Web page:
Lionheart Tutoring seeks to teach the structure of our English language and the building blocks of grammar. Learning grammar requires direct instruction and copious amounts of practice to achieve mastery. Rather than be bored with these exercises, students often find that it is an interesting challenge to work logically through problems. Our philosophy is to go from the building blocks to more advanced topics systematically, so students see how elements work together. Children find the interactive online practice fun and rewarding, with instant feedback on their accomplishments.
For many students, the scariest task is to confront the blank page of an essay due the next day. Writing requires not only clear ideas but also the skill to communicate them effectively. The founder of Lionheart Tutoring, Dan Chinburg, has designed a creative system for teaching writing mechanics that enables writers to write seemingly automatically. Through targeted worksheets, Lionheart Tutoring can take a student through the process of crafting sentences, then paragraphs, and then entire papers. Along the way, tutors incorporate grammar instruction as needed in order to cement better writing habits. Students then write regularly for their tutors on engaging topics that encourage deep understanding and expression. Many students voluntarily show their writing to their parents because they develop a pride in their work and wish to convey their thoughts to others.
Along with reading, writing serves as a universal skill that opens doors in almost every profession. When employers realize that a person can write well, suddenly many new opportunities spring up and offer room for advancement. We enjoy seeing how students can write and practice writing in many subject areas, in order to get a feel for what it would be like to have careers in these fields. Writing can become a novel experience to delve deeply into a topic and find hidden treasures of insight.
Meet Our Tutors
Inspired by what he saw in South Korea as a Fulbright Teaching Fellow, Dan Chinburg began tutoring students on the Main Line in 2009. He graduated with a M.S.Ed. in Reading/Writing/Literacy from the University of Pennsylvania with a K-12 reading specialist certification and has a B.A. in English & World Literature from Pitzer College. Since his return to the states, he has taught over 110 students through word-of-mouth. He loves working with struggling students and advanced students alike. Always striving to get the best results, he has tutored Singapore Math at a charter school and has explored many different approaches to higher mathematics. Over the years, he has designed his own grammar, writing, and standardized test program to meet the demands of his students. He particularly enjoys the challenge of giving crash-courses in subjects before last-minute finals for new students.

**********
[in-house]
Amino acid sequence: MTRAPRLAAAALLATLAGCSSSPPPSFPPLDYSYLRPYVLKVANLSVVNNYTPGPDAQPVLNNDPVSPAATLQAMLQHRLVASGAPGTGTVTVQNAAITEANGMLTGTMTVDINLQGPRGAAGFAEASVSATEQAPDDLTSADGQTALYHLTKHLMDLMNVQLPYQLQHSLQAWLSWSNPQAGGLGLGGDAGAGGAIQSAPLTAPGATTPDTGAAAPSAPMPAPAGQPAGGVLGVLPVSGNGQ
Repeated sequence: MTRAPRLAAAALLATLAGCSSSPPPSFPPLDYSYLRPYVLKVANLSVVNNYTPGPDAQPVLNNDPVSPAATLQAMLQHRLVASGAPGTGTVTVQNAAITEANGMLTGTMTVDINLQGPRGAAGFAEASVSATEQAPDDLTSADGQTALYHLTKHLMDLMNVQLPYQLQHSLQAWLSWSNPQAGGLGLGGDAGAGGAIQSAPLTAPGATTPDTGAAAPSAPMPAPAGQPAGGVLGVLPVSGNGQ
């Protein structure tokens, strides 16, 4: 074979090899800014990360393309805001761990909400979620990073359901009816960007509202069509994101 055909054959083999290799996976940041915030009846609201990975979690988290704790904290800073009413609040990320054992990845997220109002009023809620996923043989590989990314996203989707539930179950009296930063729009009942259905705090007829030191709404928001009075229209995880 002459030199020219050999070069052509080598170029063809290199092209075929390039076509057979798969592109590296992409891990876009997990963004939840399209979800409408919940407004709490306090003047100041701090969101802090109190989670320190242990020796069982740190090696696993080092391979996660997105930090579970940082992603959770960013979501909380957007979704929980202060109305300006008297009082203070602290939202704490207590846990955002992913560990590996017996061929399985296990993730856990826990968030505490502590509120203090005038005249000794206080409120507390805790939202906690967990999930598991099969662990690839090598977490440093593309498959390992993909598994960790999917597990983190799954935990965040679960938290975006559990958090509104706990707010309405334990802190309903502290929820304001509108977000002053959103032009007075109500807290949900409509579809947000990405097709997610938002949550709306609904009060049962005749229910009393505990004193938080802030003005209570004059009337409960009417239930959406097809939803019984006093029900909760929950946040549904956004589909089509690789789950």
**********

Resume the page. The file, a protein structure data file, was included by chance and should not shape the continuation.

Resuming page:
Yuanyuan (Elizabeth) Zhang
Chinese Director / Tutor
Fluent in English and a native-speaker of Mandarin Chinese, Yuanyuan brings an incredible breadth of language training and linguistic expertise to her Chinese and ESL sessions. She graduated with a M.S.Ed. in TESOL from the University of Pennsylvania and has a B.A. in Business English. While in China, she taught classes of Chinese students of all levels in English at the prestigious private tutoring firm in Shanghai. She has developed the Chinese program of Lionheart Tutoring through her self-designed learning programs for students in grades PreK-12. She brings an energetic approach to Chinese instruction while incorporating games, iPad apps, songs, poems, and multimedia with her students. Parents have been delighted to find her as many private schools have embraced Chinese as a foreign language across the Main Line. Always dear to her heart, she loves working and developing her toddler program for young Chinese learners who are training their ears for the novel tones of Chinese.